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Will Putting The Heating On Fix Damp?

Within the UK, dampness is an all-too-familiar struggle for homeowners. Faced with this persistent problem, property owners often seek simple and cost-effective solutions to try and remedy the dampness, and one question frequently arises: Will putting the heating on and warming our living spaces fix dampness? 

Damp tends to strike in colder environments, and while heating can nullify dampness issues temporarily, it is only a short-term solution, meaning a more serious and permanent solution should occur. Employing heating to maintain warmth within a property is crucial, as it aids in impeding the spread of dampness. 

In this article, we will take a look at how putting the heating on can temporarily mitigate the issues of dampness, as well as looking at more permanent and long-term solutions that will fix the problem completely.

How Turning The Heating On Can Mitigate Issues Related To Damp

Turning the heating on in your home can be a proactive step in nullifying various issues associated with dampness. By maintaining a consistent level of warmth, you can effectively combat the process of condensation, a primary factor in damp problems occurring. 

Condensation occurs when warm air with lots of moisture comes into contact with cooler surfaces, such as walls or windows, leading to water droplets forming. This moisture accumulation can encourage the growth of mould and mildew, causing stains and potential health hazards. 

However, by heating your home, you can increase the temperature of these surfaces, reducing the likelihood of condensation occurring. Additionally, heating helps airflow and ventilation within the property, further aiding in drying out damp areas and preventing moisture buildup. 

While turning on the heating is not a standalone solution for damp issues, it serves as a crucial step in slowing down the process of dampness.

What To Do After Putting The Heating On

After turning on the heating to address dampness in your home, there are several important next steps to take to further combat damp-related issues. 

Firstly, it’s important to identify and address any underlying causes of dampness, such as leaks, poor ventilation, or structural issues. Conduct a thorough inspection of your property to pinpoint areas of concern and take appropriate action to rectify them. This is recommended to be done by experts who can provide specialist damp surveys. Further work may involve repairing damaged seals around windows and doors, installing extractor fans in moisture-prone areas like kitchens and bathrooms, or addressing any plumbing leaks promptly.

Additionally, consider implementing strategies to improve ventilation throughout your home. This can help to reduce moisture buildup and improve air quality, ultimately preventing dampness from reoccurring. Simple measures such as opening windows regularly, using dehumidifiers, and ensuring that air vents are unobstructed can make a significant difference in controlling dampness.

Regular maintenance and upkeep of your heating system are also essential. Ensure that your boiler is serviced annually by a qualified professional to maintain optimal performance and efficiency. Also, clean or replace air filters as needed.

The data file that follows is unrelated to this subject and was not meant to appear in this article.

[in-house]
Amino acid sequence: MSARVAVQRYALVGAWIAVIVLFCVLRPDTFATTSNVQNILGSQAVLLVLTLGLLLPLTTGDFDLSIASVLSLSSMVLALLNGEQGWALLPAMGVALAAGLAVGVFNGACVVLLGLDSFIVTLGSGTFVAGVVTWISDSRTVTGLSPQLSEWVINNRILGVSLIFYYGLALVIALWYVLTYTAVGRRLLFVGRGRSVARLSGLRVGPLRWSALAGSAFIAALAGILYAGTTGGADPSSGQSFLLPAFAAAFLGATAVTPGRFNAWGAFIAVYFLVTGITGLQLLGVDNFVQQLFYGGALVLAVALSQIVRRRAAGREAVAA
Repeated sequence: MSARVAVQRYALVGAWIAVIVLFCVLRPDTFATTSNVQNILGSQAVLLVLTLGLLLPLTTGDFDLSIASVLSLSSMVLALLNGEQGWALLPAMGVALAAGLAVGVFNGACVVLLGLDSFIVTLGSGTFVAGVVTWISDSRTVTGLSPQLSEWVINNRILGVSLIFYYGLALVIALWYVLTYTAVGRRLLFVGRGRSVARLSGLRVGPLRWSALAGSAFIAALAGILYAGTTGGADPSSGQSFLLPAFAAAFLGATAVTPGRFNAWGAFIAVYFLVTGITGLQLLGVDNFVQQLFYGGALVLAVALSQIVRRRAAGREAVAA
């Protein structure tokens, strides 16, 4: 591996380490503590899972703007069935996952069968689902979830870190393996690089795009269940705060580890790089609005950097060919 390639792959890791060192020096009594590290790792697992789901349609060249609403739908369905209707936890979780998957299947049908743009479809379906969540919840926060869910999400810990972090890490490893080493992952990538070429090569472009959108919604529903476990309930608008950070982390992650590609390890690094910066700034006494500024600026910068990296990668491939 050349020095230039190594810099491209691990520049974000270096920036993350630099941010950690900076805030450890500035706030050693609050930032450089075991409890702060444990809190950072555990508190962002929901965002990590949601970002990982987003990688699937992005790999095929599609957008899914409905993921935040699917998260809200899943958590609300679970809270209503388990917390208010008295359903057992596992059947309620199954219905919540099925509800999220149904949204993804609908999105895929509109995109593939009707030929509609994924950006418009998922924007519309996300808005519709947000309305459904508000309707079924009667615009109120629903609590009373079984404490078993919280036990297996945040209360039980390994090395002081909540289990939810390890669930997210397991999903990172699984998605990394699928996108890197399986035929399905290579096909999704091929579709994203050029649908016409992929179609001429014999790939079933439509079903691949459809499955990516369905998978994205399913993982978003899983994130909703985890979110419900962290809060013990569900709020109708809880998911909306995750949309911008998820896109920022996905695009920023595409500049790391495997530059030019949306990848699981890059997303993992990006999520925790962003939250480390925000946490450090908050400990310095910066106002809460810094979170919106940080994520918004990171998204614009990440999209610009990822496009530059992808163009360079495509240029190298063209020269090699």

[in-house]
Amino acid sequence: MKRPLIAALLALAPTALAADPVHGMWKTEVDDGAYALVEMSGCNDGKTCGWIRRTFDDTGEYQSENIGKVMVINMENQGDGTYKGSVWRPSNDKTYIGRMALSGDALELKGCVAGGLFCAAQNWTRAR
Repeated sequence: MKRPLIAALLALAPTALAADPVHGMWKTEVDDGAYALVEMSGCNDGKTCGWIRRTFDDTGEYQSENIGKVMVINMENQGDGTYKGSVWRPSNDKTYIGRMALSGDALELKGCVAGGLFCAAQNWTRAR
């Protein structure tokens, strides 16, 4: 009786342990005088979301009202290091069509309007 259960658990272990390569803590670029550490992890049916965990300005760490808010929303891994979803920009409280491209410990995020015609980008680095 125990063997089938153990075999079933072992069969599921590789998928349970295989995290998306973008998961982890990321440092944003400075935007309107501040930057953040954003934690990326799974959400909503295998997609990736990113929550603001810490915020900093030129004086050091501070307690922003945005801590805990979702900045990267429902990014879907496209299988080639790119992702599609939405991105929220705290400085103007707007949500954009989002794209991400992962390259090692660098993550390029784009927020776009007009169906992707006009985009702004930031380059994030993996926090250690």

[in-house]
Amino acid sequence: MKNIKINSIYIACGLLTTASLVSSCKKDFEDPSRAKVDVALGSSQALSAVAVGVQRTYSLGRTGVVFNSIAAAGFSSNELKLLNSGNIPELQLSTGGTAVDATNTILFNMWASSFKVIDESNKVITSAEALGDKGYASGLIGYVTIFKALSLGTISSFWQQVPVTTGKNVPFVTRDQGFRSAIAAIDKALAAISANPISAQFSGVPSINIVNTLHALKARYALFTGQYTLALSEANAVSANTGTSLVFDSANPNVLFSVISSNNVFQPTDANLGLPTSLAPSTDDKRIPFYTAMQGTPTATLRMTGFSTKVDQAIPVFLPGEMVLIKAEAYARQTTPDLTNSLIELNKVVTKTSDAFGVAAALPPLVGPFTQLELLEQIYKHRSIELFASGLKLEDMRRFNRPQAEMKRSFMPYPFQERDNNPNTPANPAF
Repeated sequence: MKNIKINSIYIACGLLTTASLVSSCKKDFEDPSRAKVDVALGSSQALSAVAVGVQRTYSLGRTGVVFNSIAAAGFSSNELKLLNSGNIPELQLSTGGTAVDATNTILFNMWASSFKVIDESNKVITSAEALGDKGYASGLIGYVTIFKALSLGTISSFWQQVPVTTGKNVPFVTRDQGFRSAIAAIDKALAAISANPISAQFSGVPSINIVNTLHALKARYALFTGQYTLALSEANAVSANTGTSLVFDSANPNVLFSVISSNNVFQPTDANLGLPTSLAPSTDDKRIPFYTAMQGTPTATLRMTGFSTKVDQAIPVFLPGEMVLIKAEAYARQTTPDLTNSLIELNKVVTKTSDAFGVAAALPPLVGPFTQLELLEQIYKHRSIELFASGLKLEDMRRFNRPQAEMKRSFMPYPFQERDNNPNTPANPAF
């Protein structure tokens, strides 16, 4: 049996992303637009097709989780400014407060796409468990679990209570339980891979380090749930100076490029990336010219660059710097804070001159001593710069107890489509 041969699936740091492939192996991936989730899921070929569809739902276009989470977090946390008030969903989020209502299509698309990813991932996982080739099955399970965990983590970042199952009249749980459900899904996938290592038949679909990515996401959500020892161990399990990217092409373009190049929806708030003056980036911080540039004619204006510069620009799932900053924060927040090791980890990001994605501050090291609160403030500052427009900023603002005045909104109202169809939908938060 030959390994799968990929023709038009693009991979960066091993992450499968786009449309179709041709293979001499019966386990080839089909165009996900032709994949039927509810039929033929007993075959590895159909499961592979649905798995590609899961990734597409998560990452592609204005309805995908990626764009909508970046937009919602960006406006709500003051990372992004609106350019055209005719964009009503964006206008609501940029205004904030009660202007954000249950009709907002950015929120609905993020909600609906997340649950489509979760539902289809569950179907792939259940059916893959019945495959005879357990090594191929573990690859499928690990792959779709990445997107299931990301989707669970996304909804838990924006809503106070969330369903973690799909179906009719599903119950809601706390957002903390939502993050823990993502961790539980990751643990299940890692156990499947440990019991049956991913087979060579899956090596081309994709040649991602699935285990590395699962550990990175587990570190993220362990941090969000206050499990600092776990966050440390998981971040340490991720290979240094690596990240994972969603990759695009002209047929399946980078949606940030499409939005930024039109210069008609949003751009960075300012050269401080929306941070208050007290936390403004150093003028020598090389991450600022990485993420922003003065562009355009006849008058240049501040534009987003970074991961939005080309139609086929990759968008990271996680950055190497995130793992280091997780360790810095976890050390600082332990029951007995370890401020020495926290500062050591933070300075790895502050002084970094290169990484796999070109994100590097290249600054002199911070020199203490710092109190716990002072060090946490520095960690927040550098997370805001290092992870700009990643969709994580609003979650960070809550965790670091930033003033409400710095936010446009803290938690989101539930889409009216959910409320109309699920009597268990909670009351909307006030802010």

Finally, monitor the humidity levels in your home regularly. Investing in a hygrometer can help you keep track of moisture levels and identify any areas where dampness may be a concern. Aim to maintain indoor humidity levels between 30% and 50% to create a comfortable and healthy living environment while minimising the risk of dampness.

By taking these proactive steps after putting the heating on, you can effectively address dampness issues in your home and create a more comfortable, healthier living environment for you and your family.

Will Putting The Heating On Help with Mould?

Heating can aid in reducing the moisture content in the air and on surfaces, which can ultimately slow down the growth of mould. 

However, it’s essential to recognise that heating alone may not fully eliminate mould or address the underlying causes of dampness. Mould thrives in environments with high humidity levels and moisture, so simply heating a damp space without addressing the source of moisture is unlikely to provide a long-term solution. To effectively combat mould caused by dampness, it’s crucial to identify and rectify any issues contributing to excess moisture in the home, such as leaks, poor ventilation, or insulation problems.


In conclusion, the relationship between heating and dampness in homes is fairly complex. While heating can certainly play a role in mitigating damp-related issues such as condensation and mould growth, it is not a standalone solution. To effectively combat dampness, homeowners must take an approach that addresses the underlying causes.


Can I use a dehumidifier instead of heating to combat dampness?

Dehumidifiers can be effective in reducing humidity levels, but heating also helps by increasing air circulation and surface temperatures, making it a complementary approach to dampness management.

How do I know if dampness is caused by condensation or other factors?

Condensation typically occurs in areas with poor ventilation, such as bathrooms and kitchens, while other types of dampness may be caused by leaks or rising damp. A thorough inspection by a professional can help identify the root cause.

Will keeping windows open during winter help prevent dampness?

While ventilation is important, keeping windows open during colder months can lead to heat loss and may not be the most effective way to control dampness. Consider using extractor fans or trickle vents for ventilation instead.

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